According to the Illinois Supreme Court, the answer is yes, especially if combined with other factors.
In People v. Hill, an officer stopped the defendant, then searched his car based on the strong odor of cannabis and a cannabis bud spotted in the backseat. Defendant argued that because marijuana had been decriminalized, those reasons could not serve as the basis of a search. The court disagreed.
The court said that a person does not have a legitimate interest in contraband. While small amounts of marijuana had been decriminalized, cannabis was still contraband, even though it might not be evidence of a crime in every situation. The court said that cannabis was like alcohol, which is lawful in some situations but not in others. Further, the officer did not rely solely on the odor of marijuana as a basis for his search. The bud in the back seat along with the defendant’s delay in stopping his car provided sufficient probable cause.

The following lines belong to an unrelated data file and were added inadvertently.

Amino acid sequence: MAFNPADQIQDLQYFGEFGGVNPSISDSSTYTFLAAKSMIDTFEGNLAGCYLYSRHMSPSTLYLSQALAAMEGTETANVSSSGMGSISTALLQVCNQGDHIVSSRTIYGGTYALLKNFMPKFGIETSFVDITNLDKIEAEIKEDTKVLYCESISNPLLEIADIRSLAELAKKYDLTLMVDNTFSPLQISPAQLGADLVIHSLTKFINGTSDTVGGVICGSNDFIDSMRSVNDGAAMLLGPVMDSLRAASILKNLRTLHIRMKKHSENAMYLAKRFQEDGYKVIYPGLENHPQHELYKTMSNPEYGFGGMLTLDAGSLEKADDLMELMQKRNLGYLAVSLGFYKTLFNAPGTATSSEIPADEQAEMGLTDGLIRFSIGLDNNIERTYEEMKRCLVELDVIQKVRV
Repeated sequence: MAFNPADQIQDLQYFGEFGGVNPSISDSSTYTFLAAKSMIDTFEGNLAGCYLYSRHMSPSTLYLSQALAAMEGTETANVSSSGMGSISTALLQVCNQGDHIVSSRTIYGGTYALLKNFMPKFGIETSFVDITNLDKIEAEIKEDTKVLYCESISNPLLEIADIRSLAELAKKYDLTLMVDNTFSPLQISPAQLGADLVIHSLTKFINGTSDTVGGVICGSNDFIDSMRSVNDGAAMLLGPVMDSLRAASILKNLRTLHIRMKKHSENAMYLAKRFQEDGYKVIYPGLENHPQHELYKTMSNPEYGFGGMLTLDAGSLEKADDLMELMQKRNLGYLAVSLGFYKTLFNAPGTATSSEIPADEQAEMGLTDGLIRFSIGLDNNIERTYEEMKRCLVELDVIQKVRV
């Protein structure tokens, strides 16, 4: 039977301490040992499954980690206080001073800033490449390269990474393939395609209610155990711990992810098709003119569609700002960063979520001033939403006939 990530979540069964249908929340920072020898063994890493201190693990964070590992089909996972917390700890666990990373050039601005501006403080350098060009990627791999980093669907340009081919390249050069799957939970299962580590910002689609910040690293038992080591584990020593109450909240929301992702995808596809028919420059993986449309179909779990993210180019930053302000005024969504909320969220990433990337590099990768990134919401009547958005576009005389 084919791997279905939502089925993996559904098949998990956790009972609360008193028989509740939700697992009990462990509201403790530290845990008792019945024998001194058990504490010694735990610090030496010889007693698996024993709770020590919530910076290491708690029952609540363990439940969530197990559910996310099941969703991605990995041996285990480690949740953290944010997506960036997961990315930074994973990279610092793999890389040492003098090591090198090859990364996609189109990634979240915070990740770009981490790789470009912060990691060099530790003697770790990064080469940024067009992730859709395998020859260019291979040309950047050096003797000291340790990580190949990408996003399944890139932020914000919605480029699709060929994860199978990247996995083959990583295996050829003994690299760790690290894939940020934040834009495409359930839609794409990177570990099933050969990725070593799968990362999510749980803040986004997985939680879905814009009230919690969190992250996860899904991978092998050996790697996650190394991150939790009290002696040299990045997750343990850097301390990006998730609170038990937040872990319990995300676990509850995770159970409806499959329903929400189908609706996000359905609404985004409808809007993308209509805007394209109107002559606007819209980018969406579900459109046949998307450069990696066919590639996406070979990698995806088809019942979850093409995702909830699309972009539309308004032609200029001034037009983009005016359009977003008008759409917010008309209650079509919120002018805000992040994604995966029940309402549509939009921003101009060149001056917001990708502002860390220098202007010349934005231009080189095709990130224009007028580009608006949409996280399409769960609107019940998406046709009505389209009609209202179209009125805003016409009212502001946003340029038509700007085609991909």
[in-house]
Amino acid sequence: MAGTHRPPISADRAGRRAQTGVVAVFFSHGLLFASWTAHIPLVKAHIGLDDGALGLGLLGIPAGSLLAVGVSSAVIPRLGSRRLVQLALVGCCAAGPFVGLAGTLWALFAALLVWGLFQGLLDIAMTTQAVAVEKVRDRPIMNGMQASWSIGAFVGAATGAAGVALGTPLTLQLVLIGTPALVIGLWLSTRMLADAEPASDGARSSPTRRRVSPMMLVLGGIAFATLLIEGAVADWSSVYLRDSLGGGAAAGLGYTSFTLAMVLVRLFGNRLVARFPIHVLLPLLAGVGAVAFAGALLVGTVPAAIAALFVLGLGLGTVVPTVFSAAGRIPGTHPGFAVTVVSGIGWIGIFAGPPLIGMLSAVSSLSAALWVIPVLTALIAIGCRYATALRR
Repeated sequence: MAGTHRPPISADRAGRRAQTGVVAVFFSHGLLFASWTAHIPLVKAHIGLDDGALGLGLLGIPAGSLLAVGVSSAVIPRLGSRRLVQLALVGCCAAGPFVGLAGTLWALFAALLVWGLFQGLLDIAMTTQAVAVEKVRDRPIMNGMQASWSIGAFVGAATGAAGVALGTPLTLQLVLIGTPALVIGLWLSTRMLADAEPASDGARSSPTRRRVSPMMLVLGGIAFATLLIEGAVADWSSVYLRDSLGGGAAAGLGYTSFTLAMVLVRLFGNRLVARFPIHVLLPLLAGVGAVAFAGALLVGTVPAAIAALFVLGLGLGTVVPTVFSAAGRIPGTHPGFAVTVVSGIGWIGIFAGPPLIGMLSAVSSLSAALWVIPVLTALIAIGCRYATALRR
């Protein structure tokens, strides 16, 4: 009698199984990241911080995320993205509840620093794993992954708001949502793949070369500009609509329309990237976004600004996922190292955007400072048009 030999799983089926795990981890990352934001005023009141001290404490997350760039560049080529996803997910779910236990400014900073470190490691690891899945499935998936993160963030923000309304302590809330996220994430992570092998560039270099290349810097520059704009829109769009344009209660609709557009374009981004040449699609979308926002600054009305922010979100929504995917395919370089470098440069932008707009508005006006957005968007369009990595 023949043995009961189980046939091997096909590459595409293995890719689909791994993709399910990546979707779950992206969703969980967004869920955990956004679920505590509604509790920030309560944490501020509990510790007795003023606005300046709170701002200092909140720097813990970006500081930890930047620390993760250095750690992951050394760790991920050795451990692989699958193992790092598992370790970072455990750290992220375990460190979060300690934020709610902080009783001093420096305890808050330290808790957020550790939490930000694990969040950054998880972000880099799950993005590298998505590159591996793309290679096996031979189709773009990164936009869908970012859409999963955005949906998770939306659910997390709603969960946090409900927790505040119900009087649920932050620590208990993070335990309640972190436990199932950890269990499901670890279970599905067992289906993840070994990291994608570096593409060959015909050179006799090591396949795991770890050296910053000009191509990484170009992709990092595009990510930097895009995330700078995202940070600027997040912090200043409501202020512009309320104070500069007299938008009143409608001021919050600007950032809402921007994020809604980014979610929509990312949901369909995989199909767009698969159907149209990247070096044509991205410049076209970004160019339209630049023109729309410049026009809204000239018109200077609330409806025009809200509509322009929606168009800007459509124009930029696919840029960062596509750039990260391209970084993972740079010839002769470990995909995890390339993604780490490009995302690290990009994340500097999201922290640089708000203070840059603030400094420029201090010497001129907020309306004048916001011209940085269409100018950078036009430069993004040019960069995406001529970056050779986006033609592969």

If you have been charged with a DUI, criminal or traffic offense, contact an experienced law attorney immediately. An attorney can review your case for your best possible defense. Did the officer have the probable cause needed to stop you? Was the search of your car legal? If not, an attorney can petition the court to try to suppress the evidence.
If you have questions about this or another related Illinois criminal or traffic matter, please contact Matt Keenan at 847-568-0160 or email firstname.lastname@example.org.
(Besides Skokie, Matt Keenan also serves the communities of Arlington Heights, Chicago, Deerfield, Des Plaines, Evanston, Glenview, Morton Grove, Mount Prospect, Niles, Northbrook, Park Ridge, Rolling Meadows, Wilmette and Winnetka.)